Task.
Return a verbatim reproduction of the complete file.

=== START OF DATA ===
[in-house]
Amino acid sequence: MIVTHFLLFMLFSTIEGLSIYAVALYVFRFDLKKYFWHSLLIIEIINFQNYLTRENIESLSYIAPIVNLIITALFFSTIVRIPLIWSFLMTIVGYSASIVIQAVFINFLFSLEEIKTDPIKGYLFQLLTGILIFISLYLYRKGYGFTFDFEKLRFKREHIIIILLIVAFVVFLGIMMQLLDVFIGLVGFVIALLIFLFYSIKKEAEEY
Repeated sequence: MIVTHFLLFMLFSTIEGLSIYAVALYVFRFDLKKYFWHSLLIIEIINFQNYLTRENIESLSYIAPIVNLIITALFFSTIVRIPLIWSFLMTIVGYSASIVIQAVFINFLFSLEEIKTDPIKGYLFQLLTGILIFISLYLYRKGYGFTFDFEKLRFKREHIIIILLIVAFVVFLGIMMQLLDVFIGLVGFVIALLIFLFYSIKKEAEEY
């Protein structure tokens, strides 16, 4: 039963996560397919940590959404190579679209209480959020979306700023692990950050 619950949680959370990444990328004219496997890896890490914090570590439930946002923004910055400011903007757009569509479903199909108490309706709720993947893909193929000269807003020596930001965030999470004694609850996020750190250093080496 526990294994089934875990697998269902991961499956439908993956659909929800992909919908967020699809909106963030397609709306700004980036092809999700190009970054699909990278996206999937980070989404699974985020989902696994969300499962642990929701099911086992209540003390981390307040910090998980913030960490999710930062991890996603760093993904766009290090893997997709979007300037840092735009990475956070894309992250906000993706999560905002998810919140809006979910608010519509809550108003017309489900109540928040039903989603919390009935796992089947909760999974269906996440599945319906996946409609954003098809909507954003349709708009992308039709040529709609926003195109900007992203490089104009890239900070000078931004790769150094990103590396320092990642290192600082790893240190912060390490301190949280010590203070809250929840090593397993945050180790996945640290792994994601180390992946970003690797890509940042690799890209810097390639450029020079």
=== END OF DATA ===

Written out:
[in-house]
Amino acid sequence: MIVTHFLLFMLFSTIEGLSIYAVALYVFRFDLKKYFWHSLLIIEIINFQNYLTRENIESLSYIAPIVNLIITALFFSTIVRIPLIWSFLMTIVGYSASIVIQAVFINFLFSLEEIKTDPIKGYLFQLLTGILIFISLYLYRKGYGFTFDFEKLRFKREHIIIILLIVAFVVFLGIMMQLLDVFIGLVGFVIALLIFLFYSIKKEAEEY
Repeated sequence: MIVTHFLLFMLFSTIEGLSIYAVALYVFRFDLKKYFWHSLLIIEIINFQNYLTRENIESLSYIAPIVNLIITALFFSTIVRIPLIWSFLMTIVGYSASIVIQAVFINFLFSLEEIKTDPIKGYLFQLLTGILIFISLYLYRKGYGFTFDFEKLRFKREHIIIILLIVAFVVFLGIMMQLLDVFIGLVGFVIALLIFLFYSIKKEAEEY
């Protein structure tokens, strides 16, 4: 039963996560397919940590959404190579679209209480959020979306700023692990950050 619950949680959370990444990328004219496997890896890490914090570590439930946002923004910055400011903007757009569509479903199909108490309706709720993947893909193929000269807003020596930001965030999470004694609850996020750190250093080496 526990294994089934875990697998269902991961499956439908993956659909929800992909919908967020699809909106963030397609709306700004980036092809999700190009970054699909990278996206999937980070989404699974985020989902696994969300499962642990929701099911086992209540003390981390307040910090998980913030960490999710930062991890996603760093993904766009290090893997997709979007300037840092735009990475956070894309992250906000993706999560905002998810919140809006979910608010519509809550108003017309489900109540928040039903989603919390009935796992089947909760999974269906996440599945319906996946409609954003098809909507954003349709708009992308039709040529709609926003195109900007992203490089104009890239900070000078931004790769150094990103590396320092990642290192600082790893240190912060390490301190949280010590203070809250929840090593397993945050180790996945640290792994994601180390992946970003690797890509940042690799890209810097390639450029020079």